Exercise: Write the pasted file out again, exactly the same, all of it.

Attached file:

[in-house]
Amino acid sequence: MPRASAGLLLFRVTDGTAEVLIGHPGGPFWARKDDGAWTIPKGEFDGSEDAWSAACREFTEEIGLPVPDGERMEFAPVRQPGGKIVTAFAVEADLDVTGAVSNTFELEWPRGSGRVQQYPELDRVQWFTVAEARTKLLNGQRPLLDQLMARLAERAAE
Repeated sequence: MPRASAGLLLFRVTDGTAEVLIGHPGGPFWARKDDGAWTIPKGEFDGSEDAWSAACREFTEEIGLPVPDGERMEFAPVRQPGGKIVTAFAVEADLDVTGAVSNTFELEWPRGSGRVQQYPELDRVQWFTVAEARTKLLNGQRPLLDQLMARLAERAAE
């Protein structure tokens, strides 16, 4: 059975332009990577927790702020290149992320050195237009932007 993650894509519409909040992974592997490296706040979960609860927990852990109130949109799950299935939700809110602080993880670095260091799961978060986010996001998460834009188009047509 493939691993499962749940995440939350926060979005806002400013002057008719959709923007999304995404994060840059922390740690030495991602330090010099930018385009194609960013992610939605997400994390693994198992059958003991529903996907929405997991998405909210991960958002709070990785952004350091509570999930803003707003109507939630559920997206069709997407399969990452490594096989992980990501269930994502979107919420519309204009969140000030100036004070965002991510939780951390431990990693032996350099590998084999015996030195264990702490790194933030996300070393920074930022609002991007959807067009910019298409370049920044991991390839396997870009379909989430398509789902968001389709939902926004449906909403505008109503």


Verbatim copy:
[in-house]
Amino acid sequence: MPRASAGLLLFRVTDGTAEVLIGHPGGPFWARKDDGAWTIPKGEFDGSEDAWSAACREFTEEIGLPVPDGERMEFAPVRQPGGKIVTAFAVEADLDVTGAVSNTFELEWPRGSGRVQQYPELDRVQWFTVAEARTKLLNGQRPLLDQLMARLAERAAE
Repeated sequence: MPRASAGLLLFRVTDGTAEVLIGHPGGPFWARKDDGAWTIPKGEFDGSEDAWSAACREFTEEIGLPVPDGERMEFAPVRQPGGKIVTAFAVEADLDVTGAVSNTFELEWPRGSGRVQQYPELDRVQWFTVAEARTKLLNGQRPLLDQLMARLAERAAE
């Protein structure tokens, strides 16, 4: 059975332009990577927790702020290149992320050195237009932007 993650894509519409909040992974592997490296706040979960609860927990852990109130949109799950299935939700809110602080993880670095260091799961978060986010996001998460834009188009047509 493939691993499962749940995440939350926060979005806002400013002057008719959709923007999304995404994060840059922390740690030495991602330090010099930018385009194609960013992610939605997400994390693994198992059958003991529903996907929405997991998405909210991960958002709070990785952004350091509570999930803003707003109507939630559920997206069709997407399969990452490594096989992980990501269930994502979107919420519309204009969140000030100036004070965002991510939780951390431990990693032996350099590998084999015996030195264990702490790194933030996300070393920074930022609002991007959807067009910019298409370049920044991991390839396997870009379909989430398509789902968001389709939902926004449906909403505008109503």